Japanese Authorities Say the Majority of People Involved in Coincheck’s 2018 Hack Are Individuals With ‘High Social Status’ – News Bitcoin News

Japanese Authorities Say the Majority of People Involved in Coincheck’s 2018 Hack Are Individuals With ‘High Social Status’ – News Bitcoin News

adminFebruary 23, 20216min360
adminFebruary 23, 20216min360
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More details keep appearing from the police investigation into the 2018 Coincheck hack that stole $530 million from the crypto exchange. Japanese authorities revealed that most of the individuals involved have a “high social status.” One of the Individuals Took Part in a NEM Swap Deal Is Worth $64 Million According to a report published […]


More details keep appearing from the police investigation into the 2018 Coincheck hack that stole $530 million from the crypto exchange. Japanese authorities revealed that most of the individuals involved have a “high social status.”

One of the Individuals Took Part in a NEM Swap Deal Is Worth $64 Million

According to a report published by Bunshun, “the majority” of the men involved in the case are “high income” individuals. In fact, they come from different professional backgrounds, such as being company managers and doctors.

Prosecutors said the individuals are aged between 20 and 49, without giving major details on their profiles. However, the latest findings suggest that one of the heist people took part in a bogus transaction with NEM (XEM) tokens.

Per the Cybercrime Countermeasures Division, the individual allegedly took part in a NEM swap with another token (unnamed) in a transaction worth $64 million at the exchange time.

But the investigation is still having significant difficulties to advance. At least that’s what the Japanese authorities have been saying recently because the whereabouts of two-thirds of the missing tokens are still unknown. There are no hints on where these tokens could have ended.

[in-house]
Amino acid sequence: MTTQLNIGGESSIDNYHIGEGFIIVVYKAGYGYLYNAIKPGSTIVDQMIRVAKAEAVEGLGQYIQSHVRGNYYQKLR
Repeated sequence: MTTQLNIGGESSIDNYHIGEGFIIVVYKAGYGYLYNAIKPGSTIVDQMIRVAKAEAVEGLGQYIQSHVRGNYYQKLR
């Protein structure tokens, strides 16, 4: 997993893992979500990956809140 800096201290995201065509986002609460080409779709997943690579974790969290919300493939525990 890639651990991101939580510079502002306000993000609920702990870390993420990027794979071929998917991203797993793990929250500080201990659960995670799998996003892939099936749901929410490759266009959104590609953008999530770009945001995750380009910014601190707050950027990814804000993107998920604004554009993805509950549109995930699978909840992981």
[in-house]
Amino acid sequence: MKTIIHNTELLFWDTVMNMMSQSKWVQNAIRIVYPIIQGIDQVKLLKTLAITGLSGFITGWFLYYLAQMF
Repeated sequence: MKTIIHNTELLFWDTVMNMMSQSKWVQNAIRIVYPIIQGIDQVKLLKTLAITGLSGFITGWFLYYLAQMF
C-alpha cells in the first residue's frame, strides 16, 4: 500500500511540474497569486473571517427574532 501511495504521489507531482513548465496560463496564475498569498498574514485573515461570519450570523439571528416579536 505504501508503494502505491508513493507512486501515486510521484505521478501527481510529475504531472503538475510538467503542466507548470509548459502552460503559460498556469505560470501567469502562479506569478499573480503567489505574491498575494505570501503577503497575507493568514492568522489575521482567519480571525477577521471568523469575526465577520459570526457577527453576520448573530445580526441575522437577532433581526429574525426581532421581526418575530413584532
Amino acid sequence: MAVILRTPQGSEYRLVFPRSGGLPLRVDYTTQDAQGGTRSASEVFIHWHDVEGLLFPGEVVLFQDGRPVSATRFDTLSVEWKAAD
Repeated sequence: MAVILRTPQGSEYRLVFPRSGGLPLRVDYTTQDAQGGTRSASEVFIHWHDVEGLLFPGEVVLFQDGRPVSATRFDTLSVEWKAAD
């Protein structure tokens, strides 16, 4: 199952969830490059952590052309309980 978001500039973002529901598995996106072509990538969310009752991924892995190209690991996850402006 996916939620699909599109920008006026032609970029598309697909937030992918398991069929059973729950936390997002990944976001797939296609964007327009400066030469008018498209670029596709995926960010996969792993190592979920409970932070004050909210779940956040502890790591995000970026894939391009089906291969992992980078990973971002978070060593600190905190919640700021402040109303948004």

Unknown Whereabouts of Around Two-Thirds of the Stolen Tokens

The Cybercrime Countermeasures Division is a unit from the Life Safety Department of the Metropolitan Police Department in Japan.

The team comprises former hackers who worked for top-class companies. They also suspect that crypto assets stolen are probably in overseas exchanges. Still, there are no indications of alleged cybercriminals in the Coincheck hack cashing stolen tokens into fiat in domestic crypto companies.

As news.Bitcoin.com reported early in January, Japanese police charged 30 people for their alleged involvement in illegal transactions linked to the well-known $530 million Coincheck hack in 2018.

Tokyo authorities traced all individuals’ transactions to different places across the nation. Coincheck’s theft remains the biggest in the cryptocurrency industry, together with the Mt Gox hack of 2014.

What are your thoughts about the report from the Japanese media on the Coincheck hack? Let us know in the comments section below.

Image Credits: Shutterstock, Pixabay, Wiki Commons

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